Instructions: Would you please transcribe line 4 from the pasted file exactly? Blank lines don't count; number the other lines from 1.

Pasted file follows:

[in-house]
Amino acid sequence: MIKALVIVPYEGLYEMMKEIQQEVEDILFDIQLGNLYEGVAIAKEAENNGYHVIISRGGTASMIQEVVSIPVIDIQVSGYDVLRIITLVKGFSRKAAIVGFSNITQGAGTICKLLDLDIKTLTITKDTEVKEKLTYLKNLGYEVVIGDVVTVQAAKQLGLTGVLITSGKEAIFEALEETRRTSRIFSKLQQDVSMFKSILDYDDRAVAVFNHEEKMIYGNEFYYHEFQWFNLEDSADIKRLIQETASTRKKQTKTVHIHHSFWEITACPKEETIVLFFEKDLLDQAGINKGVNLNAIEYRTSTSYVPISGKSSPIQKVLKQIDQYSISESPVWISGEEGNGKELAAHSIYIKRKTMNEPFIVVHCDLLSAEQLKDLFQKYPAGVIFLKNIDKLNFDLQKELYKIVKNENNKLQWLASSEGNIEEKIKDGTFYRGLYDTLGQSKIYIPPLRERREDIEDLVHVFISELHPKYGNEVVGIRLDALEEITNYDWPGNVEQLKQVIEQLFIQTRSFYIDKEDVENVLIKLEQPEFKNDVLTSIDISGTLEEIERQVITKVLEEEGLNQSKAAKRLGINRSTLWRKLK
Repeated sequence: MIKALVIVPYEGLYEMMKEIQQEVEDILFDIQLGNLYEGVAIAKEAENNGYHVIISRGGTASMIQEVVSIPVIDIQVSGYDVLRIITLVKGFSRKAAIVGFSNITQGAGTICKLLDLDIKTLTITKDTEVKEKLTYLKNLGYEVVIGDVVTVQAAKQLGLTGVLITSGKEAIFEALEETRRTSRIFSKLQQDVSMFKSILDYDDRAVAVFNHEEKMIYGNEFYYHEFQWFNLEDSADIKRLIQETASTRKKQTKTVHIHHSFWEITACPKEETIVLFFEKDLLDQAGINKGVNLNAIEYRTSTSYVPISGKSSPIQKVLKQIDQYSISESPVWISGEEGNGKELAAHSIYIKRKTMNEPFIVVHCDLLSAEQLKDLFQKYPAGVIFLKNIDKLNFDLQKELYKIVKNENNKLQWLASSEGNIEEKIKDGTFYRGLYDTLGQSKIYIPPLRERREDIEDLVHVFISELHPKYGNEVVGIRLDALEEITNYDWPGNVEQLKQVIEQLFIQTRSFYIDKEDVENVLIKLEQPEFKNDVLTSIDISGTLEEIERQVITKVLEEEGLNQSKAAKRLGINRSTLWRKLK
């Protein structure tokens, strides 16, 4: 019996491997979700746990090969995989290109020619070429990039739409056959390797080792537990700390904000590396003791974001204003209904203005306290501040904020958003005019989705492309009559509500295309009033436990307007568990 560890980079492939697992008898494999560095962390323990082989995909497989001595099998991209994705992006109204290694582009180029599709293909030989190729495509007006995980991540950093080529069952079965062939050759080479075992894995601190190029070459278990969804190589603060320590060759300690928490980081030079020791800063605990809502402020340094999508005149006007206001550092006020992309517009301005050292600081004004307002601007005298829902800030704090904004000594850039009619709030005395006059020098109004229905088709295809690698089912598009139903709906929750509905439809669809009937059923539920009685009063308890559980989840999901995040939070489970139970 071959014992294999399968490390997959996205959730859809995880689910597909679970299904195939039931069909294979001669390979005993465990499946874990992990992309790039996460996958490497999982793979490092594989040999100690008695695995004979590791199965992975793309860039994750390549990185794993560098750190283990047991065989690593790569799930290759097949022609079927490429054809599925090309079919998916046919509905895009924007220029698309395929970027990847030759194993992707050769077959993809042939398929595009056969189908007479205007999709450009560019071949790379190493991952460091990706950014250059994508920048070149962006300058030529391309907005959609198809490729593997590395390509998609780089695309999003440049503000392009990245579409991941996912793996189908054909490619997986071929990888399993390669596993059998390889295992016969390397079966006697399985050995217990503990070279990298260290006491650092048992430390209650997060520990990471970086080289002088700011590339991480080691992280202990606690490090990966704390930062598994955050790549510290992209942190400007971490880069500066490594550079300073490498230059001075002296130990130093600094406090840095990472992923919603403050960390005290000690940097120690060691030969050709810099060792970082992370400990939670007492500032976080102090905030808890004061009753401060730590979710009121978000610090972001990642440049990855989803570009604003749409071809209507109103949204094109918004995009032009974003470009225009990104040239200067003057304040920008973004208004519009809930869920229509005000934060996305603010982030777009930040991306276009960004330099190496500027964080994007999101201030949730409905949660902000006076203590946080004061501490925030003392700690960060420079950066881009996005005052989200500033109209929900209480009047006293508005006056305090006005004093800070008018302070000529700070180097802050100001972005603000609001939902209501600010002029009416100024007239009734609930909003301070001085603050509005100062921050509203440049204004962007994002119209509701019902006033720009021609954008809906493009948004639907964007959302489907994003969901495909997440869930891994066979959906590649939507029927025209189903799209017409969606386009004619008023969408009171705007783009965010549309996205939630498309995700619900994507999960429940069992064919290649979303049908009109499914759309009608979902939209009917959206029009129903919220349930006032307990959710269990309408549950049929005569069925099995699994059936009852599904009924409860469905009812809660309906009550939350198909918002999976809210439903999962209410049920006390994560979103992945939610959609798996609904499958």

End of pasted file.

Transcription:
């Protein structure tokens, strides 16, 4: 019996491997979700746990090969995989290109020619070429990039739409056959390797080792537990700390904000590396003791974001204003209904203005306290501040904020958003005019989705492309009559509500295309009033436990307007568990 560890980079492939697992008898494999560095962390323990082989995909497989001595099998991209994705992006109204290694582009180029599709293909030989190729495509007006995980991540950093080529069952079965062939050759080479075992894995601190190029070459278990969804190589603060320590060759300690928490980081030079020791800063605990809502402020340094999508005149006007206001550092006020992309517009301005050292600081004004307002601007005298829902800030704090904004000594850039009619709030005395006059020098109004229905088709295809690698089912598009139903709906929750509905439809669809009937059923539920009685009063308890559980989840999901995040939070489970139970 071959014992294999399968490390997959996205959730859809995880689910597909679970299904195939039931069909294979001669390979005993465990499946874990992990992309790039996460996958490497999982793979490092594989040999100690008695695995004979590791199965992975793309860039994750390549990185794993560098750190283990047991065989690593790569799930290759097949022609079927490429054809599925090309079919998916046919509905895009924007220029698309395929970027990847030759194993992707050769077959993809042939398929595009056969189908007479205007999709450009560019071949790379190493991952460091990706950014250059994508920048070149962006300058030529391309907005959609198809490729593997590395390509998609780089695309999003440049503000392009990245579409991941996912793996189908054909490619997986071929990888399993390669596993059998390889295992016969390397079966006697399985050995217990503990070279990298260290006491650092048992430390209650997060520990990471970086080289002088700011590339991480080691992280202990606690490090990966704390930062598994955050790549510290992209942190400007971490880069500066490594550079300073490498230059001075002296130990130093600094406090840095990472992923919603403050960390005290000690940097120690060691030969050709810099060792970082992370400990939670007492500032976080102090905030808890004061009753401060730590979710009121978000610090972001990642440049990855989803570009604003749409071809209507109103949204094109918004995009032009974003470009225009990104040239200067003057304040920008973004208004519009809930869920229509005000934060996305603010982030777009930040991306276009960004330099190496500027964080994007999101201030949730409905949660902000006076203590946080004061501490925030003392700690960060420079950066881009996005005052989200500033109209929900209480009047006293508005006056305090006005004093800070008018302070000529700070180097802050100001972005603000609001939902209501600010002029009416100024007239009734609930909003301070001085603050509005100062921050509203440049204004962007994002119209509701019902006033720009021609954008809906493009948004639907964007959302489907994003969901495909997440869930891994066979959906590649939507029927025209189903799209017409969606386009004619008023969408009171705007783009965010549309996205939630498309995700619900994507999960429940069992064919290649979303049908009109499914759309009608979902939209009917959206029009129903919220349930006032307990959710269990309408549950049929005569069925099995699994059936009852599904009924409860469905009812809660309906009550939350198909918002999976809210439903999962209410049920006390994560979103992945939610959609798996609904499958």